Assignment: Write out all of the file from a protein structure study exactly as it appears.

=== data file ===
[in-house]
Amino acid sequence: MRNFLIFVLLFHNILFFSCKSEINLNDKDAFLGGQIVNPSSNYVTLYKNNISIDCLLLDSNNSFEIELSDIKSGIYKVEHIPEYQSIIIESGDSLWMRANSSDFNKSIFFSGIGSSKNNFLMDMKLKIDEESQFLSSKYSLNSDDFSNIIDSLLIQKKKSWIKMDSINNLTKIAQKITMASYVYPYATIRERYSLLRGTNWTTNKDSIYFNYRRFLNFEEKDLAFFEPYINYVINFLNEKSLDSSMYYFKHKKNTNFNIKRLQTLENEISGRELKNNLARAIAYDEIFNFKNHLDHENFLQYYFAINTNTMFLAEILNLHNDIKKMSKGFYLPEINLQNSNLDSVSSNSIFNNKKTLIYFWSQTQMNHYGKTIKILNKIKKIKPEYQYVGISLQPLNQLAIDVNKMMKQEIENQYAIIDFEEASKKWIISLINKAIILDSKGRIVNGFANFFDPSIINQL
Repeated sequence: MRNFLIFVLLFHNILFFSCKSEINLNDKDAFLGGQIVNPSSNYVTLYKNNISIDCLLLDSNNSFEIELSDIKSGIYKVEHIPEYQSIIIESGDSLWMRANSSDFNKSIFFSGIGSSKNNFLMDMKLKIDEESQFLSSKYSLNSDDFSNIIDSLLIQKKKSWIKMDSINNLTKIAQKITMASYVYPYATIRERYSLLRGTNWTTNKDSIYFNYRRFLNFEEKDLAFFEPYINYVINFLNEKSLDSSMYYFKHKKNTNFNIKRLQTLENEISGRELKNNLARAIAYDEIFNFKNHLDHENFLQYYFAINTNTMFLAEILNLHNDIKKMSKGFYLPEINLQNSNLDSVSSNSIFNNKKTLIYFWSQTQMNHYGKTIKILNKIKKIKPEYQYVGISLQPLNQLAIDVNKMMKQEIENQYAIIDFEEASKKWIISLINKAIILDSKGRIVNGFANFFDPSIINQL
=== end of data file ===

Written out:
[in-house]
Amino acid sequence: MRNFLIFVLLFHNILFFSCKSEINLNDKDAFLGGQIVNPSSNYVTLYKNNISIDCLLLDSNNSFEIELSDIKSGIYKVEHIPEYQSIIIESGDSLWMRANSSDFNKSIFFSGIGSSKNNFLMDMKLKIDEESQFLSSKYSLNSDDFSNIIDSLLIQKKKSWIKMDSINNLTKIAQKITMASYVYPYATIRERYSLLRGTNWTTNKDSIYFNYRRFLNFEEKDLAFFEPYINYVINFLNEKSLDSSMYYFKHKKNTNFNIKRLQTLENEISGRELKNNLARAIAYDEIFNFKNHLDHENFLQYYFAINTNTMFLAEILNLHNDIKKMSKGFYLPEINLQNSNLDSVSSNSIFNNKKTLIYFWSQTQMNHYGKTIKILNKIKKIKPEYQYVGISLQPLNQLAIDVNKMMKQEIENQYAIIDFEEASKKWIISLINKAIILDSKGRIVNGFANFFDPSIINQL
Repeated sequence: MRNFLIFVLLFHNILFFSCKSEINLNDKDAFLGGQIVNPSSNYVTLYKNNISIDCLLLDSNNSFEIELSDIKSGIYKVEHIPEYQSIIIESGDSLWMRANSSDFNKSIFFSGIGSSKNNFLMDMKLKIDEESQFLSSKYSLNSDDFSNIIDSLLIQKKKSWIKMDSINNLTKIAQKITMASYVYPYATIRERYSLLRGTNWTTNKDSIYFNYRRFLNFEEKDLAFFEPYINYVINFLNEKSLDSSMYYFKHKKNTNFNIKRLQTLENEISGRELKNNLARAIAYDEIFNFKNHLDHENFLQYYFAINTNTMFLAEILNLHNDIKKMSKGFYLPEINLQNSNLDSVSSNSIFNNKKTLIYFWSQTQMNHYGKTIKILNKIKKIKPEYQYVGISLQPLNQLAIDVNKMMKQEIENQYAIIDFEEASKKWIISLINKAIILDSKGRIVNGFANFFDPSIINQL